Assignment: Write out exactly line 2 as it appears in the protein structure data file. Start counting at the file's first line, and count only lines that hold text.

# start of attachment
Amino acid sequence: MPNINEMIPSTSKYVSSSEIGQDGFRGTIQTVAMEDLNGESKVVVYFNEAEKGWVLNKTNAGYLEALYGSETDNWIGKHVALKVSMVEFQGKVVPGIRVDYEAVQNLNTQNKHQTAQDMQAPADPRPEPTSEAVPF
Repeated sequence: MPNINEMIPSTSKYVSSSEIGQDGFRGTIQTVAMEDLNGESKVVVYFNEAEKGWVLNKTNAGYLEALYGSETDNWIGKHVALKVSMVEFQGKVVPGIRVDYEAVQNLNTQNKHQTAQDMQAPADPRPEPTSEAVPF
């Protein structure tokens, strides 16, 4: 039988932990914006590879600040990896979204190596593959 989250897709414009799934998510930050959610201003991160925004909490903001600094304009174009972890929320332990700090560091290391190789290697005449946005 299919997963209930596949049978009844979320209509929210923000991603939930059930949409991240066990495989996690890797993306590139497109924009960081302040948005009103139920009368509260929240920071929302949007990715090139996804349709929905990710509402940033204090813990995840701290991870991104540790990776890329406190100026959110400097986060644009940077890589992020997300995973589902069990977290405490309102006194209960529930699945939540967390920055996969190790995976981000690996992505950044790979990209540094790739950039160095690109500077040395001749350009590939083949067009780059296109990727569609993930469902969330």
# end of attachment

Repeated sequence: MPNINEMIPSTSKYVSSSEIGQDGFRGTIQTVAMEDLNGESKVVVYFNEAEKGWVLNKTNAGYLEALYGSETDNWIGKHVALKVSMVEFQGKVVPGIRVDYEAVQNLNTQNKHQTAQDMQAPADPRPEPTSEAVPF